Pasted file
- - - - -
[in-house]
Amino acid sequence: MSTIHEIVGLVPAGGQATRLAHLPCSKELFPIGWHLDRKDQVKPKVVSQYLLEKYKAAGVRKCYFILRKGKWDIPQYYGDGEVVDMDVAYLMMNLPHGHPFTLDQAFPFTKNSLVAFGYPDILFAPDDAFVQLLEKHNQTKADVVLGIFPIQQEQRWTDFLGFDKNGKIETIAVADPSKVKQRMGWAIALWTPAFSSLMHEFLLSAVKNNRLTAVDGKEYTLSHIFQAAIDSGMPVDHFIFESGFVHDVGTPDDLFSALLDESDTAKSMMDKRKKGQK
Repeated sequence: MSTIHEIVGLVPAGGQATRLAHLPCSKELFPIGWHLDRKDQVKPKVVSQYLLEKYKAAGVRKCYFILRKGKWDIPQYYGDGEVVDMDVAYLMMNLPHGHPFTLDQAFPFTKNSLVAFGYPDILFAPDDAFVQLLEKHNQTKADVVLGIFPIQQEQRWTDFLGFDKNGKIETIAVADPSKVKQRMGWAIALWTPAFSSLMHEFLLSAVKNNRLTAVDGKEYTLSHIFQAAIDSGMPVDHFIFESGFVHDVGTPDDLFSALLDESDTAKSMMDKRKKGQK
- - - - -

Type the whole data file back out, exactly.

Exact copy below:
[in-house]
Amino acid sequence: MSTIHEIVGLVPAGGQATRLAHLPCSKELFPIGWHLDRKDQVKPKVVSQYLLEKYKAAGVRKCYFILRKGKWDIPQYYGDGEVVDMDVAYLMMNLPHGHPFTLDQAFPFTKNSLVAFGYPDILFAPDDAFVQLLEKHNQTKADVVLGIFPIQQEQRWTDFLGFDKNGKIETIAVADPSKVKQRMGWAIALWTPAFSSLMHEFLLSAVKNNRLTAVDGKEYTLSHIFQAAIDSGMPVDHFIFESGFVHDVGTPDDLFSALLDESDTAKSMMDKRKKGQK
Repeated sequence: MSTIHEIVGLVPAGGQATRLAHLPCSKELFPIGWHLDRKDQVKPKVVSQYLLEKYKAAGVRKCYFILRKGKWDIPQYYGDGEVVDMDVAYLMMNLPHGHPFTLDQAFPFTKNSLVAFGYPDILFAPDDAFVQLLEKHNQTKADVVLGIFPIQQEQRWTDFLGFDKNGKIETIAVADPSKVKQRMGWAIALWTPAFSSLMHEFLLSAVKNNRLTAVDGKEYTLSHIFQAAIDSGMPVDHFIFESGFVHDVGTPDDLFSALLDESDTAKSMMDKRKKGQK